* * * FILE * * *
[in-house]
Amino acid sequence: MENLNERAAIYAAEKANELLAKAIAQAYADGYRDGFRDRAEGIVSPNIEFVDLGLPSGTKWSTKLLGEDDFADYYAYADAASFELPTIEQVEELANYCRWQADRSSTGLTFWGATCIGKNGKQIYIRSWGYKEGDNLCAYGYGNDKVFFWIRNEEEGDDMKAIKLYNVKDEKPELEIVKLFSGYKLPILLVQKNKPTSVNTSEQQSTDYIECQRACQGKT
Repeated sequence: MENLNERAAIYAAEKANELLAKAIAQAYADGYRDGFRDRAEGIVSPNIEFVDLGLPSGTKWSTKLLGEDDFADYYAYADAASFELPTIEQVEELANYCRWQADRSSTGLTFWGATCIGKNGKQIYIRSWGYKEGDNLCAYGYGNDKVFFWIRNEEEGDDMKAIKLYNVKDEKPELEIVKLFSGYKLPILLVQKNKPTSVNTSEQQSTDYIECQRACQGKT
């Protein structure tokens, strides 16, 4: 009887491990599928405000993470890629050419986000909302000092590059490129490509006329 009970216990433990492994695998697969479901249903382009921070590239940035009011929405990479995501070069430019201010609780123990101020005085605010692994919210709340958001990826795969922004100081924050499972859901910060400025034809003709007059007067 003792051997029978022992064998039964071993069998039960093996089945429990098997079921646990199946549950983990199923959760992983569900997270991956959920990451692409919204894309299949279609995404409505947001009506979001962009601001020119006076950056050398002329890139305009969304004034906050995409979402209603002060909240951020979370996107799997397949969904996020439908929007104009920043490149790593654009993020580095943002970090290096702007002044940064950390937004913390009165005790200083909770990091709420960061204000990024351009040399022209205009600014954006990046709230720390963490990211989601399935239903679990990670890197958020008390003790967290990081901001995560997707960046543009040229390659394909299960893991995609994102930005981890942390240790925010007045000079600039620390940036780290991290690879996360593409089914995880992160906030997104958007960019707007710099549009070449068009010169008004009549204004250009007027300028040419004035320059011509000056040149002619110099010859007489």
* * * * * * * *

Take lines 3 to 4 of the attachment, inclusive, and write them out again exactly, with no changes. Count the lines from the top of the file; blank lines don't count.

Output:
Repeated sequence: MENLNERAAIYAAEKANELLAKAIAQAYADGYRDGFRDRAEGIVSPNIEFVDLGLPSGTKWSTKLLGEDDFADYYAYADAASFELPTIEQVEELANYCRWQADRSSTGLTFWGATCIGKNGKQIYIRSWGYKEGDNLCAYGYGNDKVFFWIRNEEEGDDMKAIKLYNVKDEKPELEIVKLFSGYKLPILLVQKNKPTSVNTSEQQSTDYIECQRACQGKT
């Protein structure tokens, strides 16, 4: 009887491990599928405000993470890629050419986000909302000092590059490129490509006329 009970216990433990492994695998697969479901249903382009921070590239940035009011929405990479995501070069430019201010609780123990101020005085605010692994919210709340958001990826795969922004100081924050499972859901910060400025034809003709007059007067 003792051997029978022992064998039964071993069998039960093996089945429990098997079921646990199946549950983990199923959760992983569900997270991956959920990451692409919204894309299949279609995404409505947001009506979001962009601001020119006076950056050398002329890139305009969304004034906050995409979402209603002060909240951020979370996107799997397949969904996020439908929007104009920043490149790593654009993020580095943002970090290096702007002044940064950390937004913390009165005790200083909770990091709420960061204000990024351009040399022209205009600014954006990046709230720390963490990211989601399935239903679990990670890197958020008390003790967290990081901001995560997707960046543009040229390659394909299960893991995609994102930005981890942390240790925010007045000079600039620390940036780290991290690879996360593409089914995880992160906030997104958007960019707007710099549009070449068009010169008004009549204004250009007027300028040419004035320059011509000056040149002619110099010859007489």